One of the most successful baseball films of all time is available on Netflix. Moneyball, which stars Brad Pitt, Jonah Hill and the late Philip Seymour Hoffman, began streaming on Netflix on Oct. 14. And in the latest Netflix Top 10 rankings in the U.S., Moneyball sits at the fifth-most watched film or show.
Moneyball is based on a true story and focuses on Billy Beane (Pitt), the general manager of the Oakland Athletics. In order for Beane to assemble a competitive team on a limited budget for the 2002 season, he hires Yale economics graduate Peter Brand (Hill) to be the assistant GM. The duo starts to acquire undervalued players such as pitcher Chad Bradford and outfielder David Justice. And while scouts are not happy with the strategy, it works as the team goes on a 19-game winning streak, which was an American League record at the time. The A's end up losing to the Minnesota Twins in the 2002 American League Division Series.
"He was a guy who had been devalued by the sport as a player and now is working as a GM for a small-market team," Pitt said in an interview with NPR back in 2012. "After an unsuccessful big-league career, Beane struggles to find a level playing field in a sport where money tilts the table. "There is such a gulf in what these teams have to spend on talent [that] they can never play equally — they can never have a true competition."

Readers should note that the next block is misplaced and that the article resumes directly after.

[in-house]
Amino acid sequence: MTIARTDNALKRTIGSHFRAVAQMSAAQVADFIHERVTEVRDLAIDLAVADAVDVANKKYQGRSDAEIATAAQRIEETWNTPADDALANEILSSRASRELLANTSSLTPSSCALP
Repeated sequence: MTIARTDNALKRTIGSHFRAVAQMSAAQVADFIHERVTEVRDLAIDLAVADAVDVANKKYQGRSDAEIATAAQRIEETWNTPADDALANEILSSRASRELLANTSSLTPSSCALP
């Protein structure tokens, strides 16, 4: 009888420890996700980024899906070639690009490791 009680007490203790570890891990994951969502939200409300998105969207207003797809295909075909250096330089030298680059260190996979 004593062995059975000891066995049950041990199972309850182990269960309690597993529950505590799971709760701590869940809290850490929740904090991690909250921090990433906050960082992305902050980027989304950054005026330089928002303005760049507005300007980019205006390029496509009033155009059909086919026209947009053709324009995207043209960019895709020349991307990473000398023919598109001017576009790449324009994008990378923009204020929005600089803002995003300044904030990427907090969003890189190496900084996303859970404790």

Beane was the A's GM until 2016 and became the team's executive vice president of baseball operations. He's also a minority owner. Beane, who played baseball with multiple MLB teams in the 1980s, is a three-time winner of Sporting News Executive of the Year and was named MLB Executive of the Year in 2012 and 2018. One of the things that stands out in Bean's career is he turned down to be the GM for the Boston Red Sox after the 2002 season, and that team went on to win four World Series titles in the last 18 years.
"Turning it down meant that Theo Epstein was in charge," Bene said in a 2017 interview. "And we know the rest of the story. I knew that the Red Sox, with John and Tom and Larry [Lucchino] were the best. They had built the best organization in the game and they had this bright young man in Theo who had great ideas of how to build a baseball organization. So no regrets."